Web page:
23) Do you have a page of interesting links, such as supplier websites? Don’t call the page ‘Links’ as this can look like link farm behaviour.
24) Signup for Google’s Webmaster Tools to monitor your website and assess any potential technical, link or keyword optimisation issues.
25) Don't just set it and forget it. Use Webmaster Tools to regularly check for and fix broken links.
Rules for paid search
26) Treat your paid search campaign as a work in progress; it always needs honing and could always do better.
27) Negative keywords are essential when it comes to managing your paid search campaign effectively and filtering out irrelevant visitors. Spend time managing them.
28) A paid search campaign will ideally be supported by an organic search campaign, so that you don’t lose all visitors if you are forced to cut your budget.
29) Despite the limited space, your ad copy is important. Spend time testing different texts and consider using a copywriter if you can’t make the content sparkle.
30) Publicise your best deals in your adverts, even if that means updating the copy very regularly. You want visitors to land on your pages ready to buy your product or service.
31) Be current and use the seasons, national holidays, even news stories if relevant to entice searchers to click and then buy.
32) A blog is a great SEO tool but only set one up if you have the time or budget to post regularly and add value to readers - not just search engines.
33) Set the tone you plan to use in your posts so your blog remains consistent no matter who’s writing it. Bigger content sites are likely to require blogging guidelines.
34) Don’t risk your reputation to generate links by deliberately posting provocative content unless your brand can withstand the potential negativity.
35) Write how you’d speak. Don’t force keywords into text to try and score some SEO points, you’ll put off your human visitors.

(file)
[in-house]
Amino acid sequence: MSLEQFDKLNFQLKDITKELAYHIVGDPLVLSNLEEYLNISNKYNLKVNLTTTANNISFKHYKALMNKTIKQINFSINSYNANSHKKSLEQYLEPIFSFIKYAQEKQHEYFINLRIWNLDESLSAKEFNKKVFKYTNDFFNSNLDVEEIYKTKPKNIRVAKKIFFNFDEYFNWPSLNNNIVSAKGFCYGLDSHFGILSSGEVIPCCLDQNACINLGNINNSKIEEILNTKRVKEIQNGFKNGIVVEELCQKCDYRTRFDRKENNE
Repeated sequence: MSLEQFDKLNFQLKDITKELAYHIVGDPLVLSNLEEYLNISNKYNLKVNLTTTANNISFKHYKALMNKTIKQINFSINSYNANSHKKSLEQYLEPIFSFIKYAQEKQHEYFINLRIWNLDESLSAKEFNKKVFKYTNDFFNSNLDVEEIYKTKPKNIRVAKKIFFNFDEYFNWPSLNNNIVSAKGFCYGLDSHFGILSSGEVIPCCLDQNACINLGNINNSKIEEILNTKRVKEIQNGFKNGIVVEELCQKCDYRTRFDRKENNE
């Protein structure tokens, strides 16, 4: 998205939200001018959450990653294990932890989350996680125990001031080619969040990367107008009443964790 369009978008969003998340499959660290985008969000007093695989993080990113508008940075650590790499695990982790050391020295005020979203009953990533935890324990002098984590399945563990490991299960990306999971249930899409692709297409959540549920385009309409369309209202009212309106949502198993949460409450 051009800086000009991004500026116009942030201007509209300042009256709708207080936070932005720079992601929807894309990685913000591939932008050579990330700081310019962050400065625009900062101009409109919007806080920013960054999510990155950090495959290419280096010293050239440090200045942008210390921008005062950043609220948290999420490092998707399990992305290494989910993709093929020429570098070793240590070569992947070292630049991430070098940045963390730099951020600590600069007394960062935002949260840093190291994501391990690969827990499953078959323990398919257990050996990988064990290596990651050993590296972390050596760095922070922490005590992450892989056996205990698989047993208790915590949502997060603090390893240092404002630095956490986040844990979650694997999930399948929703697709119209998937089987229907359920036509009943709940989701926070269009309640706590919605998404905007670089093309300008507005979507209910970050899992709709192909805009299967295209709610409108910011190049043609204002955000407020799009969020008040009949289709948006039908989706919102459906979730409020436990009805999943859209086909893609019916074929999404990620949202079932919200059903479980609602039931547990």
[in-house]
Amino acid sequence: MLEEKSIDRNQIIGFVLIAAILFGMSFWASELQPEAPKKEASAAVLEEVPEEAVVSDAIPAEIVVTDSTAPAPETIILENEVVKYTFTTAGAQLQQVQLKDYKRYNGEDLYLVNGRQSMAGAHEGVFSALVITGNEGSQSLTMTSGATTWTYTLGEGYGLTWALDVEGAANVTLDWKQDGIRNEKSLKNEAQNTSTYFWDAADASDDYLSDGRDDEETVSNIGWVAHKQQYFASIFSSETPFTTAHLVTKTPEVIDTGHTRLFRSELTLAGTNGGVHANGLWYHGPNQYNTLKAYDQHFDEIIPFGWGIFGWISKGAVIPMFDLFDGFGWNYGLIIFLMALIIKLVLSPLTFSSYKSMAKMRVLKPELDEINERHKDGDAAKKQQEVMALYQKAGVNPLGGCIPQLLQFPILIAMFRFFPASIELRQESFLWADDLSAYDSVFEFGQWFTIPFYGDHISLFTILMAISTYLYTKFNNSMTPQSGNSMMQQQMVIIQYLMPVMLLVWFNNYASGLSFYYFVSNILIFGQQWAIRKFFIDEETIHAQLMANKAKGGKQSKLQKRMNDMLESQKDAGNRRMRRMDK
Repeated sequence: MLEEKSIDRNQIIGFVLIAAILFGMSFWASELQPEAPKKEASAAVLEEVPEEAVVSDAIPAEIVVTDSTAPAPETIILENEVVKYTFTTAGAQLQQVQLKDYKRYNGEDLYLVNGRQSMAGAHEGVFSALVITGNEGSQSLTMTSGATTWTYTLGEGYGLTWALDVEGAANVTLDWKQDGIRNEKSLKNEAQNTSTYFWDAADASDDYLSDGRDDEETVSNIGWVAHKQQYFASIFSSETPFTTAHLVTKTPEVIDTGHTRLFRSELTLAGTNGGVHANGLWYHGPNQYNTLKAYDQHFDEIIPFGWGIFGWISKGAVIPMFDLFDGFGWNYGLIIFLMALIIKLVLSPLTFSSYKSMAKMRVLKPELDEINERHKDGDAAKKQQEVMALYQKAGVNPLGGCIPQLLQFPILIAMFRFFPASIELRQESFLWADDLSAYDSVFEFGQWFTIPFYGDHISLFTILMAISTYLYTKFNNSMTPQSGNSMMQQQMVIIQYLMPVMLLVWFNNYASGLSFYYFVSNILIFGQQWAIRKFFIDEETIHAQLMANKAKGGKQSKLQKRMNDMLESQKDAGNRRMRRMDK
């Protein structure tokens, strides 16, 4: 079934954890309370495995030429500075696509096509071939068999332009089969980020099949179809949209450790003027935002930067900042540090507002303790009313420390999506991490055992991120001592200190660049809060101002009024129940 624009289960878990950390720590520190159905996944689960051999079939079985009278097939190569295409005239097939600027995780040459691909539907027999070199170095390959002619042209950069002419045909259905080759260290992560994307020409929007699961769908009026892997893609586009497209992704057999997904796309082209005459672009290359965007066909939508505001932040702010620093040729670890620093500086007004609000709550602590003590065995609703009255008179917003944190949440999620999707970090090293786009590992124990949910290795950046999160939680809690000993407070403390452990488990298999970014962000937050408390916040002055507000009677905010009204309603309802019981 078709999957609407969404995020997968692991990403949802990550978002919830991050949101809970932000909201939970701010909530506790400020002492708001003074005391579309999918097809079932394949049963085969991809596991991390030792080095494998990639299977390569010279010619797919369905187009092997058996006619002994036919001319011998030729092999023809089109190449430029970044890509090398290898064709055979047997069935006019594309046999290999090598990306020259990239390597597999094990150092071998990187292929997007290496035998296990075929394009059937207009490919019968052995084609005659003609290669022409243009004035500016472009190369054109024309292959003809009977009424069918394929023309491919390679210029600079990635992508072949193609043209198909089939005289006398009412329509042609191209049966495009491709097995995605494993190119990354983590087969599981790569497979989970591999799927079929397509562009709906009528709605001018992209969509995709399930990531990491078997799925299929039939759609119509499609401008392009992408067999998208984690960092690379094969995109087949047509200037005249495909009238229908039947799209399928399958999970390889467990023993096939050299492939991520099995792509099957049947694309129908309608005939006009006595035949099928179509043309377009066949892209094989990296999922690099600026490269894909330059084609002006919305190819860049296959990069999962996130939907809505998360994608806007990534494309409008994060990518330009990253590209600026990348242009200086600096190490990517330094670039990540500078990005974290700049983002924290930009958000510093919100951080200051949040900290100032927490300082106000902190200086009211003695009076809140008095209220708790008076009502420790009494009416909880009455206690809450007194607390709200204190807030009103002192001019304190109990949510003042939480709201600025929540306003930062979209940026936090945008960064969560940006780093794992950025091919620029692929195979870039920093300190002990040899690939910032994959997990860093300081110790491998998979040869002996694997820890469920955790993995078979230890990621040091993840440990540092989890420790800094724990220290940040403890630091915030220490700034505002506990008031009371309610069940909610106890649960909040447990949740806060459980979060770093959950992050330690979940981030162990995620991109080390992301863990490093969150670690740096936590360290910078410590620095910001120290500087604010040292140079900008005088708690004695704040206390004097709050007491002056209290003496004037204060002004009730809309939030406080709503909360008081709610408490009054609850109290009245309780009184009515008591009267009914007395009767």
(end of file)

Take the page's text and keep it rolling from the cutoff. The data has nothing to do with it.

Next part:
36) Blog post headlines should be catchy and sharable for humans.
37) Headlines should also contain your keywords if possible, but not at the cost of making them interesting.
38) Encourage sharing by promoting your posts on Twitter, Facebook and any other social platforms that you use.
39) Readers love lists, like ’10 top tips…’ and ’20 ways to…’, so aim to include this kind of content on your blog if you want to boost links and shares.
40) Never steal content, the search engines are unlikely to rank you for duplicate copy that’s already online and it will annoy readers as well as the original writer.
41) Never plagiarise someone else’s article by rewriting it. The search engines may not notice but no one will bother reading your website if they can get the same information elsewhere. Put your own unique angle on a story instead.
42) Keep website copy short and snappy, it works best for the online reader who scans over blog posts with a limited attention span.
43) Know what you want from a campaign before you begin, don’t just rush to be ‘social’.
44) Have enough budget that you can run any social campaign for a decent length of time. Otherwise you risk it dying as soon as the initial enthusiasm wears off.
45) Firms that choose to invest in a forum must understand that they need moderation or they will become filled with spam and hate. That will do nothing for your optimisation or reputation.
46) If you have a corporate Twitter account, you must monitor for and respond to complaints made through Twitter.
47) Customers who declare their loyalty by liking you on Facebook should be rewarded occasionally with discounts, or valuable and exclusive content.
48) Encourage sharing by adding social media sharing icons to your pages and blog content.
49) Be socially interesting. If you’re going to use Facebook, Twitter and other social platforms, you can’t just bore on about products and services. Develop a personality.
50) If you want staff to tweet, blog and comment on behalf of your brand then make sure they have clear rules to follow.